Since the hammer does actually release, I dont think it is too much out of spec, but could be just enough to keep the seer locking the hammer all the time, unless its worked out. I have about 1mm space between my seer and hammer when its not engaged. No clue what the stock triggers in kits have though. I know that with my JP trigger, they specifically make you adjust the seer.

To really get a better idea, I think we're going to need some pics though. It also might be nice to know what type of trigger you have installed.
Link Posted: 6/6/2008 6:53:09 AM EST
height=8
Originally Posted By Manlaan:
First, as Dano523 suggested, make sure its not the selector/safety holding up the trigger, as thats an easy and quick test.


If I had to make a guess though, it would be that the seer is too close to the hammer. The seer should only be catching on the hammer while the trigger is held down directly after the hammer is pulled back. Otherwise, there should be a gap.

Think about the process the bolt and trigger assembly goes through when you fire the rifle.

1. hammer is cocked and resting on the trigger, round in the chamber, seer is free.
2. pull trigger, hammer is released, hitting the firing pin and ammo goes bang.
3. BCG goes back, re-cocking the hammer, Hammer is held in place by the seer. BCG chambers next round on the way forward.
4. You release the trigger. Seer gets released and hammer rests on the trigger.

So, the only time the seer should actually be on the hammer is when the trigger is being held back while the hammer is in the cocked position after a round has gone off and before you release the trigger after the shot. The seer is there to make it impossible for the hammer to drop on the new round with out first releasing the trigger.

Now, if, and only if, the problem is the seer is staying engaged all the time, unless you work the trigger several times, you can adjust it some with a grinder. This is very important that you do not take off too much metal, as well as you keep the angle the same. If you do modify it too much, you'll have to get a new seer. If you grind your seer down too much, it is likely that you'll fire more than one round per trigger pull. Some people think that may be the thing to do, but 1. your rifle and BCG isn't made to withstand full auto and you'll likely hurt yourself or someone around you. 2. the ATF will mess you up bad and not only will you never be able to own another firearm, but it is likely you also wont see the light of day for a very long time/be in debt the rest of your life. 3. the rifle is missing the other necessary items to make full auto safe.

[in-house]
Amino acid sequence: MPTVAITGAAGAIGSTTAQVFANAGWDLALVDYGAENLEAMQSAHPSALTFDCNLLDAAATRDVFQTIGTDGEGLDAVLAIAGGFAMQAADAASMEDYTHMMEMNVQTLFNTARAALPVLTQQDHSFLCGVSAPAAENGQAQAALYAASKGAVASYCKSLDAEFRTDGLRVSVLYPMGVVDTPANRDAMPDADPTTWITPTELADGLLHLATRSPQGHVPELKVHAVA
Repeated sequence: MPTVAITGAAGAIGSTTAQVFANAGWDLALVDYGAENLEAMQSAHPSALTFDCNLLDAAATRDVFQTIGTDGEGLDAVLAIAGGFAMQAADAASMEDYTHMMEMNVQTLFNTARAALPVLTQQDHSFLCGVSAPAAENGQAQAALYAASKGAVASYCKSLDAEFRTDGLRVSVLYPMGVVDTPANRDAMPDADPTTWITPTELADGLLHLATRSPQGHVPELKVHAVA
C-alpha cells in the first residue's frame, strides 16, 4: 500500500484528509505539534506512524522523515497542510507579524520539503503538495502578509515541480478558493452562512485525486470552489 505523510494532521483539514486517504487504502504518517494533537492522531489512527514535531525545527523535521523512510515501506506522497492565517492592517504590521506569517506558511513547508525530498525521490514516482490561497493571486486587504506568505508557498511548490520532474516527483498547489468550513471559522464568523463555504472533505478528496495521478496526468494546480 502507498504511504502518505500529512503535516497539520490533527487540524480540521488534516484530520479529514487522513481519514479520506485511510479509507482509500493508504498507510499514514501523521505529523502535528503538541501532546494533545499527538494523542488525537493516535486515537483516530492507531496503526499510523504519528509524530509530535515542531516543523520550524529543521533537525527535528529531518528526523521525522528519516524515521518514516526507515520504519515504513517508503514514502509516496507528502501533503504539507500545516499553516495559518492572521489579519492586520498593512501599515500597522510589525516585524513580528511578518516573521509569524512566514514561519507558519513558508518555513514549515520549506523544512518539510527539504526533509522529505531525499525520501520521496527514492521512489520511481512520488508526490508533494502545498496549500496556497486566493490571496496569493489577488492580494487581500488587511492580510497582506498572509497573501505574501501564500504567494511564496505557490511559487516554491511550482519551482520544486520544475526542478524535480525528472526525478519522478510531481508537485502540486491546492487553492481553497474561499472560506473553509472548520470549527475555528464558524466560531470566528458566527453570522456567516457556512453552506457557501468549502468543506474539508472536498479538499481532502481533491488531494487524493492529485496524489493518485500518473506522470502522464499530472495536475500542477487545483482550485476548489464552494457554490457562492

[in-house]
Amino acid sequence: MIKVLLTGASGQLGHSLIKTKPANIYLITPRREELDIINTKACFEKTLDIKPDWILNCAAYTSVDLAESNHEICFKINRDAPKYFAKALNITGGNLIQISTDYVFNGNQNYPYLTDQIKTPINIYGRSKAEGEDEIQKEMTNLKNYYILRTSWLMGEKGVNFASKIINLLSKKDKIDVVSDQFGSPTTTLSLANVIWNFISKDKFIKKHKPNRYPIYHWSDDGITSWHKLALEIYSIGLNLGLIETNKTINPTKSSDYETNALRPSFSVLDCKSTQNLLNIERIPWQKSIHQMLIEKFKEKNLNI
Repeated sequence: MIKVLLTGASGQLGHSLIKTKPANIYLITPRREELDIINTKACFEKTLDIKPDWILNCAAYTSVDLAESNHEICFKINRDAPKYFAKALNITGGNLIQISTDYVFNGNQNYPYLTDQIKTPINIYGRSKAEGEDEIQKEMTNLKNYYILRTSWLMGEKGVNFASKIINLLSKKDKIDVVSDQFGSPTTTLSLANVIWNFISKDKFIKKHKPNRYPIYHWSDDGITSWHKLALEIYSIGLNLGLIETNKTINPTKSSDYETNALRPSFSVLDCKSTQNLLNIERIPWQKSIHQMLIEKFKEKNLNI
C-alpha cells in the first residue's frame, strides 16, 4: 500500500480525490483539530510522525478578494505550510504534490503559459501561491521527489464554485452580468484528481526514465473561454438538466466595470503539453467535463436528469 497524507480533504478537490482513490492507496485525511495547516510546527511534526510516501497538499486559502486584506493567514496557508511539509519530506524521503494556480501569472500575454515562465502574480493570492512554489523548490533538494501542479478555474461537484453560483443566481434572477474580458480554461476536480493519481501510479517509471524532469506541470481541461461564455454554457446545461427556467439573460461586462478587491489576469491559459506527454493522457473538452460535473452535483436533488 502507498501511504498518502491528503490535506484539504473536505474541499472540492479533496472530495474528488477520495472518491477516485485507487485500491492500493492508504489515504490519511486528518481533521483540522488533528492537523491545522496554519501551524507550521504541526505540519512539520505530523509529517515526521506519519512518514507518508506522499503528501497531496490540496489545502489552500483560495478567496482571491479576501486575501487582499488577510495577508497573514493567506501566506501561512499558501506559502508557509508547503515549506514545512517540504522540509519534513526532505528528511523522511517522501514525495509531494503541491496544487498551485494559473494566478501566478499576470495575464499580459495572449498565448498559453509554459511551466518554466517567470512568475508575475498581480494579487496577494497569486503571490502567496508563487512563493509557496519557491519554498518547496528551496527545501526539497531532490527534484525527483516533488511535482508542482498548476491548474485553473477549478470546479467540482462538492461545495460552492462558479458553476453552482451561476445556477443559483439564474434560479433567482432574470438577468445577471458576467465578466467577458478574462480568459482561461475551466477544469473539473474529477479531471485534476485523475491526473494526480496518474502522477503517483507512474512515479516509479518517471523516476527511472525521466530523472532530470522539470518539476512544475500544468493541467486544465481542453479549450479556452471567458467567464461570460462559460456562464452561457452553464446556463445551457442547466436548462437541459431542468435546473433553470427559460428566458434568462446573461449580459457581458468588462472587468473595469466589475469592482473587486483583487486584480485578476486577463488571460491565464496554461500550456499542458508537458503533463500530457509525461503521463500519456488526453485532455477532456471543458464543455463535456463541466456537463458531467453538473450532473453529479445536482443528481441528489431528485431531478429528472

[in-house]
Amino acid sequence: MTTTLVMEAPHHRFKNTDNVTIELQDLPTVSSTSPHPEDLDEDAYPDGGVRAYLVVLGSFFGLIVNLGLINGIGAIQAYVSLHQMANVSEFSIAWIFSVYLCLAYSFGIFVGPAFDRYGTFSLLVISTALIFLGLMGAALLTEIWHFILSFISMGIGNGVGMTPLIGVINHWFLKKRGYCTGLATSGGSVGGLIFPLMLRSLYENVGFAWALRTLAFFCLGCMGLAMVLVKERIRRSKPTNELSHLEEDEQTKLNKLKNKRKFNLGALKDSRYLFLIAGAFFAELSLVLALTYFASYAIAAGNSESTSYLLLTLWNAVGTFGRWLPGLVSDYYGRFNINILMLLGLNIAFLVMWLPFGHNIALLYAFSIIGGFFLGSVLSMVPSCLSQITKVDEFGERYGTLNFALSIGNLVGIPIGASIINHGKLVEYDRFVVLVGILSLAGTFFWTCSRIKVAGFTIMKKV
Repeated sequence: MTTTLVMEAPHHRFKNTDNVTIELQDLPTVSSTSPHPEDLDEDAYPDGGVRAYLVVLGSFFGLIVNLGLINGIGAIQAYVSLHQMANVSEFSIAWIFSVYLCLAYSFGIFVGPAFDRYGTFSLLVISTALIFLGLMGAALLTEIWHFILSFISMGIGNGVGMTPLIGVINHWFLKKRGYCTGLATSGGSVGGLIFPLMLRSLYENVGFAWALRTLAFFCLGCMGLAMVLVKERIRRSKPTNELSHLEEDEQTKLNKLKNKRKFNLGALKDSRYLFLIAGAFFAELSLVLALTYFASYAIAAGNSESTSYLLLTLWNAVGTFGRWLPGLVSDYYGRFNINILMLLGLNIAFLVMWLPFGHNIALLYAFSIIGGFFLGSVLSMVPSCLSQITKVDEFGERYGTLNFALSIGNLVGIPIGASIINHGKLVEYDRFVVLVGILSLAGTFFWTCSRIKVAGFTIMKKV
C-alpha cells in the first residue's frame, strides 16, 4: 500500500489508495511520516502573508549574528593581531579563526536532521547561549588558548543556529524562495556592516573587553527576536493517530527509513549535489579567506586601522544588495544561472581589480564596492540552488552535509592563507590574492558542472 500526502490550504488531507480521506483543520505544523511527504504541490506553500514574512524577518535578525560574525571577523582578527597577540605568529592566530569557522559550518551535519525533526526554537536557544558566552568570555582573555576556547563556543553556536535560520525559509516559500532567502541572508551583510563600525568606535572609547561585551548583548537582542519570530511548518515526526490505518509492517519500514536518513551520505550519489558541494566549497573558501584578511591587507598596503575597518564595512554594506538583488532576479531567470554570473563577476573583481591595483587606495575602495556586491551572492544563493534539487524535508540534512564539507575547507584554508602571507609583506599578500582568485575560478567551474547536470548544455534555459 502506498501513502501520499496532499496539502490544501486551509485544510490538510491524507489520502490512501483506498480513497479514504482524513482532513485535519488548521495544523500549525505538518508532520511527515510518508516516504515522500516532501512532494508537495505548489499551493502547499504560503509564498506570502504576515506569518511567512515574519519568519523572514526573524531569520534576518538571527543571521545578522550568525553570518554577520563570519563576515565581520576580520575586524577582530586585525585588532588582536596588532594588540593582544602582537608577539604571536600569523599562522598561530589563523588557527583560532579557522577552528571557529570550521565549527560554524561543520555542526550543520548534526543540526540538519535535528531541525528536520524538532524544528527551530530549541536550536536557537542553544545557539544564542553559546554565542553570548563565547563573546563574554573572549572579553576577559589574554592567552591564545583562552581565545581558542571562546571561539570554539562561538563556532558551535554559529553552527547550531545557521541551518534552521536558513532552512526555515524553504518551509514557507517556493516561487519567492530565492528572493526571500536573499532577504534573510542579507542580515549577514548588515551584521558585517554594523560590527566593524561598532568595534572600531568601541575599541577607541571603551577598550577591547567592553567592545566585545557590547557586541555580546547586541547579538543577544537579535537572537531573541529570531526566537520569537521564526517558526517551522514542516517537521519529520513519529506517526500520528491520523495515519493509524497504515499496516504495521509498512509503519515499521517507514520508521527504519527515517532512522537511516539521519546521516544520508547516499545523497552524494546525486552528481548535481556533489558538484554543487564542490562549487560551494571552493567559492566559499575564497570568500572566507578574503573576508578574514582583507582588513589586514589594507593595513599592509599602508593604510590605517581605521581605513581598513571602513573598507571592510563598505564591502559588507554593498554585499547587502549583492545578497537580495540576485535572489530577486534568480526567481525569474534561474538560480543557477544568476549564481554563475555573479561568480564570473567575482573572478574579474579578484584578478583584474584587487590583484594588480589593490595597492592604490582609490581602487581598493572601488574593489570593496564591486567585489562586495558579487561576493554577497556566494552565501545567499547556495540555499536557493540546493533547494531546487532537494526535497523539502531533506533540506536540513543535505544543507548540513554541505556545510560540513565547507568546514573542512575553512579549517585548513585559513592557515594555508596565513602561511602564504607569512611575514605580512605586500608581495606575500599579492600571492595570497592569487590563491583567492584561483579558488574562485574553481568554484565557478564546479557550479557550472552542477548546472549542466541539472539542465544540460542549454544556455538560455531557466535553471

Since the hammer does actually release, I dont think it is too much out of spec, but could be just enough to keep the seer locking the hammer all the time, unless its worked out. I have about 1mm space between my seer and hammer when its not engaged. No clue what the stock triggers in kits have though. I know that with my JP trigger, they specifically make you adjust the seer.

To really get a better idea, I think we're going to need some pics though. It also might be nice to know what type of trigger you have installed.


Whoao Manlaan!! You went straight to the point I think, I'll try to fix the sear and will let you know, definetely like you say as the hammer is eventually falling is out of specs by few thous's of an ". The whole lower kit is a DPMS.

BTW: After pounding the situation a lot I came to the same conclusion, so let's see if we are right.

Thanks a lot for that indepth information!!
Link Posted: 6/6/2008 8:57:57 PM EST
[Last Edit: 6/6/2008 9:02:46 PM EST by Manlaan]
If you do need to adjust the seer, just make sure you do lots of function tests and only remove a very tiny bit at a time. JP Trigger Instructions should give you a pretty good idea about how to do the function tests, as well as how to adjust the seer. Just ignore the parts about adjusting the trigger because you cant, of course. Testing the disconnecter and Timing the disconnecter are the sections most relevant I believe.
Link Posted: 6/7/2008 3:24:52 AM EST